Black Panther shatters that single-narrative of 'black power' in just primitive or back-breaking work; like picking cotton and lifting inhuman blocks of cement. 

Yes... the black folks of the Wakanda kingdom too can super-somersault in the futuristic world. Just like Thor and Captain America.

It is a story that is not just Hotel Rwanda or Raid on Entebbe; reiterating the war, suffering and famine in Africa. Rather, opening our minds to the raw and untapped potential of Africa, hidden in the plain sight of her many challenges. 

Beyond these, Black Panther shows the world, that the 'myth' of the "strong, Black woman" is not just tied to the  modern-day struggles of the single mother compelled to pick up the slack when her "baby-dada" walks out the door. Rather, since times of old (though unsung), African women have always been integral in providing strength required to protect the society they live in, and the ones they love.

The strong, black woman is no myth.

It is for these reasons (and more!) that we love Black Panther: to be able to drink in pure art and enjoy this story which brazenly celebrates black and female empowerment, with all of  the connection in the world to its potrayers.

(The sheer delight!)

So me, my nappy 'fro, my traditional beads , my jollof rice and my chicken wings... all five of us are going to keep seeing Black Panther.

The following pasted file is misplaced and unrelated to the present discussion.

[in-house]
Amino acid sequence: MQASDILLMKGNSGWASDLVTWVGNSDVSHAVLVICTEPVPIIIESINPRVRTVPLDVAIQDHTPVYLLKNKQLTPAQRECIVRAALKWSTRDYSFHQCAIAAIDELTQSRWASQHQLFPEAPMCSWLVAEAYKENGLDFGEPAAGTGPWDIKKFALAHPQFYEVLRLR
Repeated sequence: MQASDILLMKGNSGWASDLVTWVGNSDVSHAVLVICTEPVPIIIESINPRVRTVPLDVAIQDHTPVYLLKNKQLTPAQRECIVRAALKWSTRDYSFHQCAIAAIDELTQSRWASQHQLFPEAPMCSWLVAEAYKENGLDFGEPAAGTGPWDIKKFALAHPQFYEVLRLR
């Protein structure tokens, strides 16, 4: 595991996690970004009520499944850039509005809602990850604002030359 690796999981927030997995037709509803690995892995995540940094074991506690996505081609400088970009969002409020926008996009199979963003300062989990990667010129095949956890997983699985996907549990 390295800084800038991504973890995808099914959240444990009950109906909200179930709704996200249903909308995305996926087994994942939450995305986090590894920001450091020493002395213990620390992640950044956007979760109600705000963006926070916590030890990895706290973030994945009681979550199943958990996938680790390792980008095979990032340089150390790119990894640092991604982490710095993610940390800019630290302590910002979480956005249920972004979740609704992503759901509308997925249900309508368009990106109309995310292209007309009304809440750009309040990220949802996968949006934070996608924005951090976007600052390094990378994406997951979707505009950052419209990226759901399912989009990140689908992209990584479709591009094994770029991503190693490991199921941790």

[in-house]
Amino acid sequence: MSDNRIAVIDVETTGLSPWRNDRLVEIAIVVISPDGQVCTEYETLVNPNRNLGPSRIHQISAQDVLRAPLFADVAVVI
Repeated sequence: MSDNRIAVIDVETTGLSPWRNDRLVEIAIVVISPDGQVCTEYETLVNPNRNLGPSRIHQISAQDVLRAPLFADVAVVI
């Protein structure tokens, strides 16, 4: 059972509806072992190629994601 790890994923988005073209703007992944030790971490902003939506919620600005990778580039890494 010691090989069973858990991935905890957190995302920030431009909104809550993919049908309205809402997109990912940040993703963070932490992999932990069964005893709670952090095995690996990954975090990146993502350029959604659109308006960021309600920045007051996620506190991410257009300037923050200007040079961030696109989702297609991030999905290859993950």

Over, and Over, and Over. Again. 

Paz,

Meg.

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Photo-Credit: Marvel Studios, set of 'Black Panther'

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17 comments

  1. This comment has been removed by the author.

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  2. Nice piece, as usual.
    Guess you forgot one more person watching Black Panther with you... Your father's chickens... that one got me cracking. Did you really have chickens?

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    1. Ahahahahahaha!!!! We did have chickens though. And goats, pigeons, cats and dogs.

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  3. You hit the nail on the head. #Blackpanther was everything and more. The sheer pride of being black, comfortable and powerful was overwhelming throughout the movie. #wakandaforever!

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  4. Yum yum... I haven't seen it yet bit I'm so in love with this article. Black Power. Black Pride.

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  5. Yum yum... I haven't seen it yet bit I'm so in love with this article. Black Power. Black Pride.

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  6. Now while I LOVE the Black Panther vibe and all... Lets get serious here: why should we get all fuzzy because the "whites" made a movie about us? We should be the ones telling OUR stories! The money from the movie, to what does it go???? Will our history be told by Hollywood??? We are getting ourselves suppppper excited about something that is PURELY fiction! There are people who daily put their lives and reputation on the line... What do we do to celebrate them? But we go bonkas over a film that is not only fiction but a white man's creation. I am a Citizen of ZION born
    In NIGERIA. Appreciate the film and all... But I stay focused on my identity. I do not mean to spoil the fun for anyone but my one question is: is this movie getting us excited for the "right" reasons? I don't say that my reasoning is right... But that's what I'm thinking. Blessings to you all.

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    1. Hi Devon!!

      Bless you for this perspective.

      You know... I kinda thought like this at first too. I wondered why Hollywood should be telling our stories. Why not Nollywood? Heck... why not even the people on the frontlines?